Every few years, Pew Research Center will check in and see how we’re behaving online. Today, Pew released its findings in a study by Maeve Duggan called “Mobile Messaging and Social Media 2015.” Predictably, Facebook is still the social media standard bearer, with 62 percent of the entire adult American population using it. That number, however, is actually a plateau for Facebook, as other networks have begun to close the gap.
Among regular internet users, Facebook actually attracts 72 percent of the population. The 18-to-29-year-old demographic remains its largest, attracting 82 percent of internet users within that range. Additionally, 70 percent of Facebook users log in daily, including 43 percent who do so multiple times a day. The numbers look good, but Facebook had 67 percent of internet users in 2012 and 71 percent last year. It’s maintaining, not expanding.
While Facebook continued to dominate, Instagram has crept up as a legitimate rival to its parent company. At first glance, Instagram’s 28 percent of adult internet users pales in comparison to Facebook’s 72. (Pinterest even has a larger percentage of total adult internet users: 31.) Among the 18-29 demographic, however, Instagram boasts a 55 percent use rate. That trails Facebook’s 82 percent, of course, but is a full 18 percent more than Pinterest, its closest competitor in the range. It’s worth considering, too, that Pew’s numbers do not include minors, meaning the Facebook-Instagram gap could actually be smaller.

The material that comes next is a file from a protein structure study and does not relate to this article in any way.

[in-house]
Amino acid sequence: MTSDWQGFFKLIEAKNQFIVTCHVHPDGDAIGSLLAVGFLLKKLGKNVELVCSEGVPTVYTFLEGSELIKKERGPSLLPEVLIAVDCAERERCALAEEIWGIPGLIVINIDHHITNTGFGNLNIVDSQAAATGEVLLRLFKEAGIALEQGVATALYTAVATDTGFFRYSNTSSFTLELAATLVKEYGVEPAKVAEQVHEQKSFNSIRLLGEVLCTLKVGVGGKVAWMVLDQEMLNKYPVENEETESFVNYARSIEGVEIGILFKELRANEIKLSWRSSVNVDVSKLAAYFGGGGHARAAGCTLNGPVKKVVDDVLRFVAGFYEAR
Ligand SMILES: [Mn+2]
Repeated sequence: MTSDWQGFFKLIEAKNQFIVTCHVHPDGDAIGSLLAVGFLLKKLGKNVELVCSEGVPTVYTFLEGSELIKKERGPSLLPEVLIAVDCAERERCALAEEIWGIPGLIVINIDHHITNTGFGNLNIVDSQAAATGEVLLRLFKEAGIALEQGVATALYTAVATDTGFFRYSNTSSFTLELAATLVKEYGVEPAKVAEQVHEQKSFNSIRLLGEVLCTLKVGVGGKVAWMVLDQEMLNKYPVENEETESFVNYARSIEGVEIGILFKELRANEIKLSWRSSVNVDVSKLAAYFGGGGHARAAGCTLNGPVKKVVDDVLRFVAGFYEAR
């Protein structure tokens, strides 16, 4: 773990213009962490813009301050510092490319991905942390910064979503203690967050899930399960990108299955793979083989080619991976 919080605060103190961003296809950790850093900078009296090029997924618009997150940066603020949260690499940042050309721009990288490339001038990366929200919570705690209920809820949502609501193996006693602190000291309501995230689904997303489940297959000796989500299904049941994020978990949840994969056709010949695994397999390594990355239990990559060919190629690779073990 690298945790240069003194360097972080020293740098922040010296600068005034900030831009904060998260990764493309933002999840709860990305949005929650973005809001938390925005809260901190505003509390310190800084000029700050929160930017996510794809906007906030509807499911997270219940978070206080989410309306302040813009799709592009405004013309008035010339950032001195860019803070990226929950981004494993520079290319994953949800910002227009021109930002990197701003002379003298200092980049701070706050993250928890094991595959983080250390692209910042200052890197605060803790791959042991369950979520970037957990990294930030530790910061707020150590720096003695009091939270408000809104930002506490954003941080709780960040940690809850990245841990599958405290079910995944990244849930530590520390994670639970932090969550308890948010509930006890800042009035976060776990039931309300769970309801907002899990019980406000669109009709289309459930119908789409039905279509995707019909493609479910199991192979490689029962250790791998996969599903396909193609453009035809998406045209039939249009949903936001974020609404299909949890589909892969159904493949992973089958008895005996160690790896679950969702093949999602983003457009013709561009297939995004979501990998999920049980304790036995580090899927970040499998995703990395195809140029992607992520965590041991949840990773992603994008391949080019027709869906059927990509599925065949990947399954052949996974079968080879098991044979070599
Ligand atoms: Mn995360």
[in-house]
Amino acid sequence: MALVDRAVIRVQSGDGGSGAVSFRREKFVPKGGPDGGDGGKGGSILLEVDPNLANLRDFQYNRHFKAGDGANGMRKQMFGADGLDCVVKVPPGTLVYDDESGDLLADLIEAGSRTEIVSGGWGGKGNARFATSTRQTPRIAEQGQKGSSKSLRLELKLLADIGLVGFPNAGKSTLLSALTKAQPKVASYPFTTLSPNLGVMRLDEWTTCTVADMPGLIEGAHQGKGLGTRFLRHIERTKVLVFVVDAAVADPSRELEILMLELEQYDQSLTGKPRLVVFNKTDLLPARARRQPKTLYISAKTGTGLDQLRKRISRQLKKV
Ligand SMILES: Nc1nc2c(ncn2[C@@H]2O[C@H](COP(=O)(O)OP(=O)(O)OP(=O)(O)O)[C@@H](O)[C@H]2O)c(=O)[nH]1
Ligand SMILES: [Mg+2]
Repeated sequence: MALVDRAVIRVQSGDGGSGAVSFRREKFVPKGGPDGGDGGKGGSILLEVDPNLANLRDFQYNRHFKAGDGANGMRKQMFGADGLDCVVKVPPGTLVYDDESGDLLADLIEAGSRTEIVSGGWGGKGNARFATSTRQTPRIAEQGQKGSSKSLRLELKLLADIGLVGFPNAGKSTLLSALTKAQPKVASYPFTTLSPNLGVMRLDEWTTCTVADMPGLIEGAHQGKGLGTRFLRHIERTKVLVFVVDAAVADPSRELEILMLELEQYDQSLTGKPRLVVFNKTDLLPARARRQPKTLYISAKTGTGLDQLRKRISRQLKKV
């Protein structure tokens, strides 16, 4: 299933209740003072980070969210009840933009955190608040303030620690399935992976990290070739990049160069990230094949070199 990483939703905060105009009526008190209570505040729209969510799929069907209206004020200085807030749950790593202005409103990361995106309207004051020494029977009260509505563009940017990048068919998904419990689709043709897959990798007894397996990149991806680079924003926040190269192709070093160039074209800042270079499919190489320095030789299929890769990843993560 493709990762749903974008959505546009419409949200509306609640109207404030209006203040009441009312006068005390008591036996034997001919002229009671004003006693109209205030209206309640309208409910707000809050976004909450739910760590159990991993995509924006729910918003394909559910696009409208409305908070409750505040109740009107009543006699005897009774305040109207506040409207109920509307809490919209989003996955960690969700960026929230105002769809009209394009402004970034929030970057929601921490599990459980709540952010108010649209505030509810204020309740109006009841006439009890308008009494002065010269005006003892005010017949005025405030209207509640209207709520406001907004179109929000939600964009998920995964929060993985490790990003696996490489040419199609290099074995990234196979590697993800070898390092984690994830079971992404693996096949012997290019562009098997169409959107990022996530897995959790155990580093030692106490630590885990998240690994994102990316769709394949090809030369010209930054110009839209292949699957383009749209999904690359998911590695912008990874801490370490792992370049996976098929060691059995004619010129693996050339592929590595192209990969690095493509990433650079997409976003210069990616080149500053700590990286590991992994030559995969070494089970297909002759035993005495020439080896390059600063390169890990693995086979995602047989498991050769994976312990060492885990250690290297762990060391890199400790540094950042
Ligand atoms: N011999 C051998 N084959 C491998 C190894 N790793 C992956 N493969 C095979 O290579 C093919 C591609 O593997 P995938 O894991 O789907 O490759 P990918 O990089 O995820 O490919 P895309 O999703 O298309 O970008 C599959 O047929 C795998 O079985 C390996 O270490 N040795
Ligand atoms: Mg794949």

Pew’s data confirm trends that we likely see in our day-to-day lives online. Facebook, for many, is a given. You’ve had it for years, and you check it as a break from the internet’s more hectic offerings, maybe see how your high school buddies are doing, see who adopted a dog lately. The same people post constantly. Hardly anybody creates for Facebook specifically. There’s very little that’s new and exciting about Facebook that would push a large swath of new users to join.
Instagram, on the other hand, requires new content daily (if not hourly) and makes exploring past items easy with its simple, mobile-friendly interface. Someone’s two-week-old status update is irrelevant, but a 2013 burrito pic: never irrelevant.